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Is college recruiting actually age discrimination?

On Behalf of | Jul 24, 2020 | Employment Law

When companies are looking for new employees with educations they know they can trust, they often set up job fairs are local colleges or do their recruitment directly at these institutions of higher learning. It makes sense; they need workers, and colleges are filled with students who are about to graduate and need jobs. Bringing the two sides together helps everyone win. 

However, some have argued that this is actually a form of age discrimination. Many college grads are in their 20s. Some are in their 30s, but very few are 40 and above. The argument is that workers who are out of college don’t have a chance to land these jobs, which are going to students and former students.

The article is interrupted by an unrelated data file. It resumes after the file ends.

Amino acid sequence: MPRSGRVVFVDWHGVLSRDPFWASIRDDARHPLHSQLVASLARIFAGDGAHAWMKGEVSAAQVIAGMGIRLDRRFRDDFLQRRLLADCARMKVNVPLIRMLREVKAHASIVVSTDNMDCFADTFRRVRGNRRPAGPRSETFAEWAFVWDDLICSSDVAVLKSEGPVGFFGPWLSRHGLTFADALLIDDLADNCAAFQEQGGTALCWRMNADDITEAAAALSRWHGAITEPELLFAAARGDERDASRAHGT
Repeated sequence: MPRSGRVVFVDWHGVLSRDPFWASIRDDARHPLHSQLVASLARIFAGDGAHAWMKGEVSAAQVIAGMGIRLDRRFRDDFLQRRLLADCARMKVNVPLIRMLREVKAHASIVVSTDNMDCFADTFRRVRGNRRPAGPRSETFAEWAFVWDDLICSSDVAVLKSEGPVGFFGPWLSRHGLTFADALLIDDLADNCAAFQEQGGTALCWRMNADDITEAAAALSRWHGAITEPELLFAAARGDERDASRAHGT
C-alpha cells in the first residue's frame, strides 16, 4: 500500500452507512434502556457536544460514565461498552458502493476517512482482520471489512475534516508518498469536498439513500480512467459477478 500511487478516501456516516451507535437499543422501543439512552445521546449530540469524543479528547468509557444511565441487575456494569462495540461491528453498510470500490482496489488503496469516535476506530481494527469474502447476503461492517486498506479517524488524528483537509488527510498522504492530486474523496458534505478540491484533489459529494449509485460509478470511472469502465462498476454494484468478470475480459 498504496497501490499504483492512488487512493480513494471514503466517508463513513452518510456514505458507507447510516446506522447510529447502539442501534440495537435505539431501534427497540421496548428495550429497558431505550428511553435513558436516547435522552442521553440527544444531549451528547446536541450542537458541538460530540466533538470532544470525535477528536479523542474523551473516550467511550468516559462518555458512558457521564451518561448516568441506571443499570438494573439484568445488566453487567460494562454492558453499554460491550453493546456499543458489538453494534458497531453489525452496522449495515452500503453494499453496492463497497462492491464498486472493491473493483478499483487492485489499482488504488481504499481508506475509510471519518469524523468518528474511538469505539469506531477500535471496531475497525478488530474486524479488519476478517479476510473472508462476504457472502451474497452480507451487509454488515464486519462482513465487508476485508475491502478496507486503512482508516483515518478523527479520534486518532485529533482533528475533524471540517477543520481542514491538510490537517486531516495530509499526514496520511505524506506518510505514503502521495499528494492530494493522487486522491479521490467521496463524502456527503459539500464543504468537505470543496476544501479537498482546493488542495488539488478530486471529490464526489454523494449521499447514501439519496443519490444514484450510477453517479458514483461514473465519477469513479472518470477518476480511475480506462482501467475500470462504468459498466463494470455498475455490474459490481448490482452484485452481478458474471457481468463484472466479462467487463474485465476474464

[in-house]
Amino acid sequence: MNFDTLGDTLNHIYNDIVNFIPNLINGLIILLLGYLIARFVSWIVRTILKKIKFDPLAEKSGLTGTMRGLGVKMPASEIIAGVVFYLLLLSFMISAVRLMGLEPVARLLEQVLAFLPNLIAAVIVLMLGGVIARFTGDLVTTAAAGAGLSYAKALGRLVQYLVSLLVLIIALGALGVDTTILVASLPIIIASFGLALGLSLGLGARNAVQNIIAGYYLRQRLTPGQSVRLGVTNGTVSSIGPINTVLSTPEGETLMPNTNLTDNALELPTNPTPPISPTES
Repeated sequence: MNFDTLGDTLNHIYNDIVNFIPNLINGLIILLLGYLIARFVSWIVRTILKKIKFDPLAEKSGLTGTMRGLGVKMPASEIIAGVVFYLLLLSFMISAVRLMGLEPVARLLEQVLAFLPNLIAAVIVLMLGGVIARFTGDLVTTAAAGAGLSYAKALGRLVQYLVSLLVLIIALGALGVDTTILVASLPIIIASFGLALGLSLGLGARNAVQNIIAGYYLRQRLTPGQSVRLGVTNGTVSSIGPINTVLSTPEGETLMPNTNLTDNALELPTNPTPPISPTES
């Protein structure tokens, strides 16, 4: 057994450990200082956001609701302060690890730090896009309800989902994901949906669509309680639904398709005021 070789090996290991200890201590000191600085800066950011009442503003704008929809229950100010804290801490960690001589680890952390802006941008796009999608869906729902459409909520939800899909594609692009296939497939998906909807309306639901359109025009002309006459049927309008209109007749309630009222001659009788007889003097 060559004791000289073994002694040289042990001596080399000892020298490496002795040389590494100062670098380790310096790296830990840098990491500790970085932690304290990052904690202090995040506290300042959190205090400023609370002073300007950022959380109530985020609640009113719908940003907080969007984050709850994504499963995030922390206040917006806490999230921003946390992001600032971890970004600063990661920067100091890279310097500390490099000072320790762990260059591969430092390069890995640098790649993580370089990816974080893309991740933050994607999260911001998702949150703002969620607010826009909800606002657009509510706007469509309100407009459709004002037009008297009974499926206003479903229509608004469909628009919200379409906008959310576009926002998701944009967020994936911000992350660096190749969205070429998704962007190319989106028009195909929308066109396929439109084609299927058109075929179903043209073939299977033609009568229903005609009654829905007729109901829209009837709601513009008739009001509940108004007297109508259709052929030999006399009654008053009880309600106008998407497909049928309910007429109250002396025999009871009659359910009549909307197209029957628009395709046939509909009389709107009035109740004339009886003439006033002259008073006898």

So far, this has not actually been classified as discrimination, however. Companies are allowed to recruit, as long as they don’t say that they refuse to hire older workers. It’s not their fault that college graduates tend to be younger or that they’re trained for these jobs. 

That said, companies typically cannot post job ads saying they would like to hire workers who are recent grads, or that those who aren’t shouldn’t apply. That can be viewed as discrimination since it indicates that older workers are being overlooked. That’s different than having a job fair that does not exclude anyone intentionally, even if most people who attend happen to be younger. 

Do you think you have been discriminated against based on your age? If so, it’s crucial to know what rights you have and what steps to take. All workers deserve to have the same opportunities and the same treatment in the United States.